Katherine Sui Fun Cheung

Katherine Cheung was born in Canton, China in 1904. When she was 17 she moved with her father to California to study music at the Los Angeles Conservatory. After graduating, she continued her studies at Cal Poly Pomona and the University of Southern California.

Even while in school, she had a wild streak that sometimes broke out of the demure, ladylike persona that society expected. She convinced her father to teach her to drive, a mark of independence unusual among women at the time. It was during one of these lessons with her father in a parking lot near the airport, that she became interested in an even more unusual skill—flying.

When Katherine agreed to marry her father’s business partner George Young, she had two conditions. The first was that she would keep her maiden name, and the second was that he support her dream of learning to fly. She later said that, “he didn’t really have a choice, but he was more enlightened than most men [of that time] so it wasn’t an issue with him at all.”

The large number of planes left over after the First World War had made aviation a common hobby for the middle class, with many “flying clubs” springing up across the country. Unfortunately, Asian Americans and women often found themselves excluded from these organizations. So, they formed their own. In 1932 Katherine began flying lessons at the Chinese Aeronautical Association. She received her pilot’s license that same year, becoming the first Asian American aviatrix in the country, and one of only about 200 female pilots in America, about 1% of the nation’s total. Amelia Earhart organized these aviatrixes to form the Ninety Nine Club, or the “Double Nines”.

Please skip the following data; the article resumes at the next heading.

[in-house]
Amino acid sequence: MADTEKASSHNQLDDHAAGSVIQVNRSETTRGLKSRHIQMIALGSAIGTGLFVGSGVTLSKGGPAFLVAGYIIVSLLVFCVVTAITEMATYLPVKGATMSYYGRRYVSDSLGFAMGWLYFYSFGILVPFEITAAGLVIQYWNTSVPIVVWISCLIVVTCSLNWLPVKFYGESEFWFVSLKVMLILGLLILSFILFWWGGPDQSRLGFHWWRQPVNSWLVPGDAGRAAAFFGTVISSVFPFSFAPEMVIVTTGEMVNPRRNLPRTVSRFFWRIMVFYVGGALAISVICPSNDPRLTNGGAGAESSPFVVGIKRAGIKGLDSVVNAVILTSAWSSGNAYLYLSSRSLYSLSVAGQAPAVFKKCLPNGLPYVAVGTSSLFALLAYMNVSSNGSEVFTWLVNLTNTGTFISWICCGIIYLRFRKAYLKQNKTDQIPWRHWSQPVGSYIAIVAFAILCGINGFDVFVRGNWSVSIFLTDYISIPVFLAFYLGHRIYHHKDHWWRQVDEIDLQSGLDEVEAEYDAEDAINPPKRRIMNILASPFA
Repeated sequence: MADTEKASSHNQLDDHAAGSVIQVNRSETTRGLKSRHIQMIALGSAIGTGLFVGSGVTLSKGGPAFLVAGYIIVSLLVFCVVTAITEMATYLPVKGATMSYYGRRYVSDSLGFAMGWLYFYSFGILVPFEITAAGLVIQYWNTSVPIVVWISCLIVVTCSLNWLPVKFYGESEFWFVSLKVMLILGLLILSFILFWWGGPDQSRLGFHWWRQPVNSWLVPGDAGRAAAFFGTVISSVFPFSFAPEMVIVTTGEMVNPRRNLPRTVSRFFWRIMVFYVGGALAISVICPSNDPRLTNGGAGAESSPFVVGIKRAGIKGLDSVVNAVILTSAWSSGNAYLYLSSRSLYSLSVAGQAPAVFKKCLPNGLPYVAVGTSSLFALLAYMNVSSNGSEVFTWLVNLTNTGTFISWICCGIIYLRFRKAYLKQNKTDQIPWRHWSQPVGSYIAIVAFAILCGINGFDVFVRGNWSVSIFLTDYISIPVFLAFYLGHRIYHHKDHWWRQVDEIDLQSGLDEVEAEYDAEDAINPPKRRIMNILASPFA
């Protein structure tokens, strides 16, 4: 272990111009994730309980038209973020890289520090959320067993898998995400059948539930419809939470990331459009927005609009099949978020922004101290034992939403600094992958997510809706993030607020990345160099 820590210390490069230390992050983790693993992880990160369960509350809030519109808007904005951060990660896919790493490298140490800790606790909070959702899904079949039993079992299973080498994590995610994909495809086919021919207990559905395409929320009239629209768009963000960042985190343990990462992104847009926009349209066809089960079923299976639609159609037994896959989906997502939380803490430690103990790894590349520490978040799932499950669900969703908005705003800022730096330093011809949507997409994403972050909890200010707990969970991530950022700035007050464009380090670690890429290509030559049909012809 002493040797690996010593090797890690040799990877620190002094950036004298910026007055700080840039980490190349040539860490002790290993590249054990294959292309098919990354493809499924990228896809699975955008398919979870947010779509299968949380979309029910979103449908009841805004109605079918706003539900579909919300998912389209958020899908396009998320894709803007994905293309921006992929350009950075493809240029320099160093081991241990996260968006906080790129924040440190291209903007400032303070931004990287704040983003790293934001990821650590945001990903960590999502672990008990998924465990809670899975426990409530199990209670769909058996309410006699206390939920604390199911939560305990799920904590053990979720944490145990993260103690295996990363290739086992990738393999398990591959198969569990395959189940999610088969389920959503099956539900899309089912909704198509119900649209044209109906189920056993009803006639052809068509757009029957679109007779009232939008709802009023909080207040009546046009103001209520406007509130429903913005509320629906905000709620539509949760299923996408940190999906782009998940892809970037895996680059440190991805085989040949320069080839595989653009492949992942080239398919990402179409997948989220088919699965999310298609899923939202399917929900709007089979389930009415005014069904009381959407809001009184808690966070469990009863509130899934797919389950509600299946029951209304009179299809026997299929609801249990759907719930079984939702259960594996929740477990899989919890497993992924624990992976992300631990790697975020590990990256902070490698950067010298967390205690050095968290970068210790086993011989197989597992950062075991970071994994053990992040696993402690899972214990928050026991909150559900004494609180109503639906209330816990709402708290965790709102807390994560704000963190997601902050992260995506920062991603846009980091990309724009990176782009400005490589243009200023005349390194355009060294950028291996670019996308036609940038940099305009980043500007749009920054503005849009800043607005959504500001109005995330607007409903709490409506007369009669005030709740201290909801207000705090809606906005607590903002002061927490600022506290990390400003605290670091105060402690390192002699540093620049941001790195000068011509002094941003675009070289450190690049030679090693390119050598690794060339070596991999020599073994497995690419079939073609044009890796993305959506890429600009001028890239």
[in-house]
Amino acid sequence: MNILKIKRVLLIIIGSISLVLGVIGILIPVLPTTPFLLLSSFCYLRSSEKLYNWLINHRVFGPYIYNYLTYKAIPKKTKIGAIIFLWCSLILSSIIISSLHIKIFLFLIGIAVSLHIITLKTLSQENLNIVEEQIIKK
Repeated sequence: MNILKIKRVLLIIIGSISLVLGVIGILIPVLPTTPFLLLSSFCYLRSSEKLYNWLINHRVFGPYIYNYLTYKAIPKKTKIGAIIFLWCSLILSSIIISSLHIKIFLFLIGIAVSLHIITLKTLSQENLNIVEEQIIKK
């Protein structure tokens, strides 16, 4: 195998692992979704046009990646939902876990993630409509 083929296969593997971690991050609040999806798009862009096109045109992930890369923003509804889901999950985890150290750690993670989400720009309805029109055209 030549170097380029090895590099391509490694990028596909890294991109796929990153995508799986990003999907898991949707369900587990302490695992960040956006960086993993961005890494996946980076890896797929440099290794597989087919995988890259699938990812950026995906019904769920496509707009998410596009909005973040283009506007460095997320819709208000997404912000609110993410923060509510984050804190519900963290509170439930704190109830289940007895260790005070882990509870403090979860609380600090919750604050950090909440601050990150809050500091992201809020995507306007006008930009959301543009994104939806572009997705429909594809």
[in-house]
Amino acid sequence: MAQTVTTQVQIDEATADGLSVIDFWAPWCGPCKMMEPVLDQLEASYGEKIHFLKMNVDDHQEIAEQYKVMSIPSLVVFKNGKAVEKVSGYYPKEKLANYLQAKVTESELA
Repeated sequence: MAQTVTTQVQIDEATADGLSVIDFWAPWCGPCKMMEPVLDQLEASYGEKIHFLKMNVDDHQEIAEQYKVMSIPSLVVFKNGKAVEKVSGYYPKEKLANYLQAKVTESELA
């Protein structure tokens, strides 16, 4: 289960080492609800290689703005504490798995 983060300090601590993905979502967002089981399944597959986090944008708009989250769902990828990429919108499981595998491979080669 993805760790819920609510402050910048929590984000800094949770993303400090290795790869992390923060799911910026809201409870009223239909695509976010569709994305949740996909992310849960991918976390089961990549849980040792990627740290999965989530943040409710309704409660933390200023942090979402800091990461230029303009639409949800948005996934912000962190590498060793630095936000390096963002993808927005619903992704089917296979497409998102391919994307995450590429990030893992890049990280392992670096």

Katherine of course became a member, and a close friend of Earhart. She also began to race and learn stunt flying, becoming popular at air shows around the country. She was especially beloved by the Chinese American community, who raised $2,000 to buy her a biplane.

In 1935 Katherine became an American citizen, which also allowed her to earn her commercial pilots license. She could now travel the country in larger commercial planes, visiting cities with large Chinese American communities and collecting money and supplies for China, which was then occupied by Japan.

She planned to return to China and open a flight school, to train volunteers for the Chinese military, which had no female flyers at the time. But in 1937, on the day that she was to accept a new plane and begin her mission, it was destroyed during a test flight. Cheung’s father begged her to stop flying, and for the most part, she did.

That didn’t stop her from founding her school though. She returned to China later that year, and stayed for nearly five years, until US involvement in World War II forced her to leave. She continued to travel and speak about her experiences until her death in 2003.

Written for Sheroes of History by Jennifer Brook Joyce. Jennifer is a recent grad of NYU’s Public History MA program, and her goal is to create accessible, academically sound popular history. @jbjhistory 

Find out more…

This page is dedicated to everything about Katherine and has lots of information to explore, including some great photos & video clips.

You can watch this interview of Katherine before she died

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